As the court further noted, “Whatever good motivation the Legislature may have had when enacting Chapter 78 with its broad application to all state public employees, the Framers’ message is clear. The Constitution forbids the reduction of a justice or judge’s take-home salary during the term of his or her appointment.”

In response to the decision, lawmakers are pushing ahead with a legislative solution in both the Senate and the Assembly. The proposed constitutional amendment would amend the New Jersey Constitution to still prohibit the Legislature from diminishing the salaries of sitting justices and judges, but also allow for “deductions from such salaries for contributions, established by law from time to time, for pensions ... health benefits, and other, similar benefits."

So how does it all work? In order to pass a constitutional amendment, lawmakers must first hold a public hearing on the issue. The Senate Labor Committee held a brief hearing on the proposed amendment last week.

Following a public hearing, the New Jersey Legislature can vote on the constitutional amendment. If the proposed amendment is approved by three-fifths of all the members of each of the respective houses, the amendment will be submitted to the people. If the bill is approved by less then three-fifths but nevertheless by a majority of all the members of each of the respective houses, the proposed amendment is referred to the Legislature in the next legislative year. If the bill again passes by a majority, it can be submitted to the people.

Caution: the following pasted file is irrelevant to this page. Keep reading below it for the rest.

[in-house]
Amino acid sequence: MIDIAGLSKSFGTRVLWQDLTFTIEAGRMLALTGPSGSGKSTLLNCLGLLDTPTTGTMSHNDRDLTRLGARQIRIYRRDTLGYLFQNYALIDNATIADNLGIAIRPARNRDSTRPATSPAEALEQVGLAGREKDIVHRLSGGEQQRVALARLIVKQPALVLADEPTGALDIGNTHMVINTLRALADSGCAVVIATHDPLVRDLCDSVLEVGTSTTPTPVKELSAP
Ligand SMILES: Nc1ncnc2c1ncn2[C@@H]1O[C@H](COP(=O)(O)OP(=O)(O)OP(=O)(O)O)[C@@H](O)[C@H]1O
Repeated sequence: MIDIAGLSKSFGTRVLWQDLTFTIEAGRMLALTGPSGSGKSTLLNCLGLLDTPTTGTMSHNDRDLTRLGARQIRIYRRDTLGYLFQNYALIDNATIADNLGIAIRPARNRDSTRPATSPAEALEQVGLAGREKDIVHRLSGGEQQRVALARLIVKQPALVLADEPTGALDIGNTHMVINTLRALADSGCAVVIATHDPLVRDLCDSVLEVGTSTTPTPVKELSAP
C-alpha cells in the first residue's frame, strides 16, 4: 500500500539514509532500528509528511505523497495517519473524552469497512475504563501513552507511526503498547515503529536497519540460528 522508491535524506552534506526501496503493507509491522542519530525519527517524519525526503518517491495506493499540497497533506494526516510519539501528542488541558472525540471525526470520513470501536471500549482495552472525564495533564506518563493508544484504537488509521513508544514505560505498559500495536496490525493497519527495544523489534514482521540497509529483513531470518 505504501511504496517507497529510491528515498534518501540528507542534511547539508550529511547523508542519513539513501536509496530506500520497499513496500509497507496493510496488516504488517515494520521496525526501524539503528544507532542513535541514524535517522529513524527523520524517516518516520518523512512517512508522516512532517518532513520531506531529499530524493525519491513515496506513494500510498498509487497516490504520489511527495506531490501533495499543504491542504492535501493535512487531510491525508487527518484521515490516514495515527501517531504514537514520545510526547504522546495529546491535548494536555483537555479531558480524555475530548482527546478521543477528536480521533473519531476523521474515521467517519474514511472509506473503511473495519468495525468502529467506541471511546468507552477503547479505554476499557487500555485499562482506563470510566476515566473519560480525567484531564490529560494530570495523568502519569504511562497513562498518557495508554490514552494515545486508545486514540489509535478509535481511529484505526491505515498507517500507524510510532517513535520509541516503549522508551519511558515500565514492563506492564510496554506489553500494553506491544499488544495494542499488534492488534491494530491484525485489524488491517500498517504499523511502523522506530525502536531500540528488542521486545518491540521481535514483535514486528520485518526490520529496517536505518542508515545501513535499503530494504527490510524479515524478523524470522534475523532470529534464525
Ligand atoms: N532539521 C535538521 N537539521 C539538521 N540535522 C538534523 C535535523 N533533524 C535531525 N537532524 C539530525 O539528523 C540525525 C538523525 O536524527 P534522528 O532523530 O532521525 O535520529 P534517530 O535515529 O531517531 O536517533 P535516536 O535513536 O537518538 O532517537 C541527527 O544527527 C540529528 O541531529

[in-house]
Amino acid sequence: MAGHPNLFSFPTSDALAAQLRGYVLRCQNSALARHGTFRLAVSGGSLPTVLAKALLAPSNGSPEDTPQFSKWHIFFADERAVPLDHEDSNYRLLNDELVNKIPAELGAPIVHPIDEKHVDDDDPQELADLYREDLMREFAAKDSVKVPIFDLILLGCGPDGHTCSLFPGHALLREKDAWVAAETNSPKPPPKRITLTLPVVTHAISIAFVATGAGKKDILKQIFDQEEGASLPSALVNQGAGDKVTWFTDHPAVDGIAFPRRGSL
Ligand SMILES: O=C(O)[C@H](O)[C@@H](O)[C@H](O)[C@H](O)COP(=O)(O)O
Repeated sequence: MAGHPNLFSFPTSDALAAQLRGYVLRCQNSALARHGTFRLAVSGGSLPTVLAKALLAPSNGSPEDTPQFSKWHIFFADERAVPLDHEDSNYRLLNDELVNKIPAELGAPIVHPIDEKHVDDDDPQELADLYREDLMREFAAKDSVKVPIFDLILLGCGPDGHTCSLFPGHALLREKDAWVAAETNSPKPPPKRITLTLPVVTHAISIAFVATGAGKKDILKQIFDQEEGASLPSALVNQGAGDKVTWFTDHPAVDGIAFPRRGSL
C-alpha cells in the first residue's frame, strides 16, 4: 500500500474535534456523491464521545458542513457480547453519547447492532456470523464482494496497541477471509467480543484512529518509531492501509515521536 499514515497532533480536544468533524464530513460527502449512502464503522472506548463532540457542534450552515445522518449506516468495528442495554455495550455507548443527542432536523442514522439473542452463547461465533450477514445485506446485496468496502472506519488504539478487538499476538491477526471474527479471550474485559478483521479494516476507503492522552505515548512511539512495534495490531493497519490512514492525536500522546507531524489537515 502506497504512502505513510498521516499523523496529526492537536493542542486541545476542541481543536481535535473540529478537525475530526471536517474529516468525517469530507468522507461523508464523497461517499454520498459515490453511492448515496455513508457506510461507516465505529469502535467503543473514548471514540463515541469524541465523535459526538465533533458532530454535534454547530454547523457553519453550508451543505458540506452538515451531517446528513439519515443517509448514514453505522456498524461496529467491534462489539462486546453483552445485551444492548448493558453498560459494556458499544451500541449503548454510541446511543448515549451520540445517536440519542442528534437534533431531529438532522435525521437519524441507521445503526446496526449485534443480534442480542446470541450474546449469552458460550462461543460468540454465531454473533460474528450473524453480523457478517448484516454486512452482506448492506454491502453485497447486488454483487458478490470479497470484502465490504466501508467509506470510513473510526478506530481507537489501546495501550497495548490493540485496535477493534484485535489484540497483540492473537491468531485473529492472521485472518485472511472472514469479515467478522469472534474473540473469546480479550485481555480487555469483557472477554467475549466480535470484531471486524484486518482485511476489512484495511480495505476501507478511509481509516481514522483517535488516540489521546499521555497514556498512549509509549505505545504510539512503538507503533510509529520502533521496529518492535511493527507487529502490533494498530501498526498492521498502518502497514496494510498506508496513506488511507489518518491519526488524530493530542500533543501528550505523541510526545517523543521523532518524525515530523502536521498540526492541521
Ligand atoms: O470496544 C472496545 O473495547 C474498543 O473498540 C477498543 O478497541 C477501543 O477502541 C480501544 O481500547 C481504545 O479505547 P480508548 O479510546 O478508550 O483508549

All proposed constitutional amendments must also be published at least once in one or more newspapers of each county at least three months prior to a public vote. This is why lawmakers scrambled to hold a vote on the proposed amendment as soon as possible. Election day is scheduled for November 6, so we are already closing in on the three-month window.

Finally, New Jersey voters must approve the constitutional amendment. If the proposed amendment is approved by a majority of those voting, it will become part of the New Jersey Constitution. However, if it is not approved, lawmakers may be out of luck, at least for a while. The amendment (or one like it) cannot again be placed on the ballot before the third subsequent general election.

For more background on the debate over New Jersey judicial salaries, please see Should Judicial Pay Be Left to New Jersey Voters?

Donald Scarinci is a managing partner at Lyndhurst, N.J. based law firm Scarinci Hollenbeck. He is also the editor of the Constitutional Law Reporter and Government and Law blogs.